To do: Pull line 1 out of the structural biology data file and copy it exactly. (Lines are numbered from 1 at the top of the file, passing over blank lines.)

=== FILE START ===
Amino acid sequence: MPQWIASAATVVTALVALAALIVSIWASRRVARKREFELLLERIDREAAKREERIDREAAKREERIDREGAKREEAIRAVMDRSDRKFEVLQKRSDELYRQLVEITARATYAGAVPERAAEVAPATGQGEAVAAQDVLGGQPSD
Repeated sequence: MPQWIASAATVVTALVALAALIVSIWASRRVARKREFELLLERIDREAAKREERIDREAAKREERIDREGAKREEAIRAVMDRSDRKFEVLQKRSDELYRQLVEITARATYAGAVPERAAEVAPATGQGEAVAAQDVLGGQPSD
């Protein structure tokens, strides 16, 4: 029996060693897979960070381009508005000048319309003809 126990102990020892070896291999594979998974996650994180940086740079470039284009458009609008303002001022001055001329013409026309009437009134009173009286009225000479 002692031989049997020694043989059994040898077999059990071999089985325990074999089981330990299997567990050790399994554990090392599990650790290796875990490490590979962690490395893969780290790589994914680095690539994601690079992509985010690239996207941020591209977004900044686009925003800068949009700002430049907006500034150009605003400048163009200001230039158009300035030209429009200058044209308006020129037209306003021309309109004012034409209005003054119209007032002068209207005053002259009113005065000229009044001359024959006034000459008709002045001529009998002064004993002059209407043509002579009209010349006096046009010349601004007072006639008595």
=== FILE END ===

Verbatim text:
Amino acid sequence: MPQWIASAATVVTALVALAALIVSIWASRRVARKREFELLLERIDREAAKREERIDREAAKREERIDREGAKREEAIRAVMDRSDRKFEVLQKRSDELYRQLVEITARATYAGAVPERAAEVAPATGQGEAVAAQDVLGGQPSD